The congressional report also ties the casualization of the academic labor force to the question of educational quality: “contingent faculty earn low salaries with few or no benefits, are forced to carry on harried schedules to make ends meet, have no clear path for career growth, and enjoy little to no job security. The contingent faculty trend appears to mirror trends in the general labor market toward a flexible, “just-in-time” workforce, with lower compensation and unpredictable schedules for what were once considered middle-class jobs. The trend should be of concern to policymakers both because of what it means for the living standards and work lives of those individuals we expect to educate the next generation of scientists, entrepreneurs, and other highly skilled workers, and what it may mean for the quality of higher education itself.” While the report does argue that many non-tenure-track faculty bend over backwards to provide the best education possible, their working conditions often prevent them from performing to their full potential.
This report grew out of an open online forum at the behest of Rep. George Miller. He asked contingent faculty to write in and respond to a series of questions, and then his staff analyzed some of the trends. For instance, they found that the average annual salary of the people responding was $24,926 and that 75% did not have benefits. One respondent added the following: “Considering that students pay $565 per course, and that there are approximately 20 students per class, adjuncts are paid approximately 4% of what the university takes in even though we execute the core requirements of the university. As an open enrollment university with 86% Title IV students, dedicated adjuncts must provide extensive, time-consuming feedback frequently up to 20 hours per week, which averages a wage of less than $10 per hour.” As my own research has consistently shown, higher tuition often results in less money going into instructors’ salaries; instead undergraduates are forced to secretly subsidize administrative growth, sponsored research, graduate and professional education, and expensive extra-curricular activities.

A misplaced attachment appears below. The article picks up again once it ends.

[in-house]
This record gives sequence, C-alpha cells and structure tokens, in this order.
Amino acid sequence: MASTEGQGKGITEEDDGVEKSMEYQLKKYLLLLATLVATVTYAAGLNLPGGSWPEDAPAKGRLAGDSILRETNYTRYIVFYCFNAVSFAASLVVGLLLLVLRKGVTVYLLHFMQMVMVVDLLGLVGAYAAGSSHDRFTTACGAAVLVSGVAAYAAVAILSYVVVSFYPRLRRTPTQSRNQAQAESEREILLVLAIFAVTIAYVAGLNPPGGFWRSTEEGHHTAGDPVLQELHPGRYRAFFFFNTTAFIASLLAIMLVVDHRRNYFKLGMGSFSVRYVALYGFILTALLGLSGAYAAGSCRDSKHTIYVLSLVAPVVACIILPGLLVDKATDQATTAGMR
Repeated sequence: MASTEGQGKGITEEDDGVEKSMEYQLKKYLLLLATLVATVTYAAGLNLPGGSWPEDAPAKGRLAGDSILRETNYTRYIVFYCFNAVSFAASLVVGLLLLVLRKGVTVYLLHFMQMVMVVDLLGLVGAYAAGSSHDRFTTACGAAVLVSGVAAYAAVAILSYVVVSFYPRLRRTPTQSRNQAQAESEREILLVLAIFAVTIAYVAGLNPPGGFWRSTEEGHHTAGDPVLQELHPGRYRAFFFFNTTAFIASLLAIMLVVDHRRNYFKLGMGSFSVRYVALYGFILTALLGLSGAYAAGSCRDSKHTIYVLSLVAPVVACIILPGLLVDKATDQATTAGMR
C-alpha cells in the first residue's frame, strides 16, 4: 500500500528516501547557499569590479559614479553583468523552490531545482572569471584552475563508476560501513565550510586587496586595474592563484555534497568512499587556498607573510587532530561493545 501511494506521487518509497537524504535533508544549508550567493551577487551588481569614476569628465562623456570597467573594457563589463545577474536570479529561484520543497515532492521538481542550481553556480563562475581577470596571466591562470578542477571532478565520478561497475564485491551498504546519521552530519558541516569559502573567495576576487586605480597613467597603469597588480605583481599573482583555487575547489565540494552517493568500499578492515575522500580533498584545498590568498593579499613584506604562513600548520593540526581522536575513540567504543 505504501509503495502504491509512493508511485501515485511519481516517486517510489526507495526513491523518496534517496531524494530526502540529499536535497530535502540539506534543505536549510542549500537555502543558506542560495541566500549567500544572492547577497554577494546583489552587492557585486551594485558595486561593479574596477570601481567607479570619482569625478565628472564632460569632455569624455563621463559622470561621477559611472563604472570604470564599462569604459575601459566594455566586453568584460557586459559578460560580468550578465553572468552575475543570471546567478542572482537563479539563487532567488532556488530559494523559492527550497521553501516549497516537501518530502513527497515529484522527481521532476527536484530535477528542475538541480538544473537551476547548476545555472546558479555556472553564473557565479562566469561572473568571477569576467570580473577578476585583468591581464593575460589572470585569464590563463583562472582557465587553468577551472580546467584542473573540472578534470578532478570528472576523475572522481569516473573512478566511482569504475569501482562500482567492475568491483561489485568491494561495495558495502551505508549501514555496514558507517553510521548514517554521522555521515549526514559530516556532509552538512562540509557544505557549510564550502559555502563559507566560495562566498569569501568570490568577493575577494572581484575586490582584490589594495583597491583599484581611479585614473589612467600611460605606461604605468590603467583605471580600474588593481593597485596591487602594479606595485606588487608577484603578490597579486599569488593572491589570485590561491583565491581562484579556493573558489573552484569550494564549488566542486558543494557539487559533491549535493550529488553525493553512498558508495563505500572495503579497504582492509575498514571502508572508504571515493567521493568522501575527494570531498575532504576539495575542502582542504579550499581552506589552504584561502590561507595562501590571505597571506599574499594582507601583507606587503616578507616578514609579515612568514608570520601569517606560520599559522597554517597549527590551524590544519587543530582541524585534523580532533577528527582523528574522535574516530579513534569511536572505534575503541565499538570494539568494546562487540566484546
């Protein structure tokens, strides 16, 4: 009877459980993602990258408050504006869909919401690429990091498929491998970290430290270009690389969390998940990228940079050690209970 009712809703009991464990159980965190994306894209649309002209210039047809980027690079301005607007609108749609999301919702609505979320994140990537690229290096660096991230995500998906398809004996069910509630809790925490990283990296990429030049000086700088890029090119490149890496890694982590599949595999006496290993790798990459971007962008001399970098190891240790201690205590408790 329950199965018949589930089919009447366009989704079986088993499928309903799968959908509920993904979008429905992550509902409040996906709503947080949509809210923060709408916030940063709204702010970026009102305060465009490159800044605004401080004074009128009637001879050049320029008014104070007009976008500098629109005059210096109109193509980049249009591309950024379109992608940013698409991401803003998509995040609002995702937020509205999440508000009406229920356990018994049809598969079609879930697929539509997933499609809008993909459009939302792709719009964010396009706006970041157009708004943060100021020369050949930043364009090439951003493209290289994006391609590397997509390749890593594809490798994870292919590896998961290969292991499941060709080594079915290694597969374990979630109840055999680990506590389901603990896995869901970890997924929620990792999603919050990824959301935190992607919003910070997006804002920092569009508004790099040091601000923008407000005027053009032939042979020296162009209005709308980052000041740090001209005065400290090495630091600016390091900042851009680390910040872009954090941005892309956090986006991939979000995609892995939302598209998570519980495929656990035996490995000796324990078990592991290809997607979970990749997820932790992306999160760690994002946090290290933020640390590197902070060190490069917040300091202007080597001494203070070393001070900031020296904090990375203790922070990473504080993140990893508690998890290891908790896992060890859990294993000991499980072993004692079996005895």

To its credit, the report does acknowledge some of the reasons why undergrads are paying more for lees as faculty are forced to work for poverty wages: “In today’s lean era, schools have often chosen to balance their budgets on the backs of adjuncts. Outsized administrator salaries, marketing operations, and campus frills recently have received significant attention. Increased budget transparency for institutions of higher education would be a critical step in understanding the nature and necessity of this now-pervasive labor practice and whether and how it may be changed.”
Let us hope that this report forces the government to look seriously at my plan to tie full funding for public higher education to a requirement that 75% of the faculty are full-time and at least 50% of the state and federal funding goes to direct instructional spending. Although we can make some improvements on the campus level, we need a national solution to a national problem.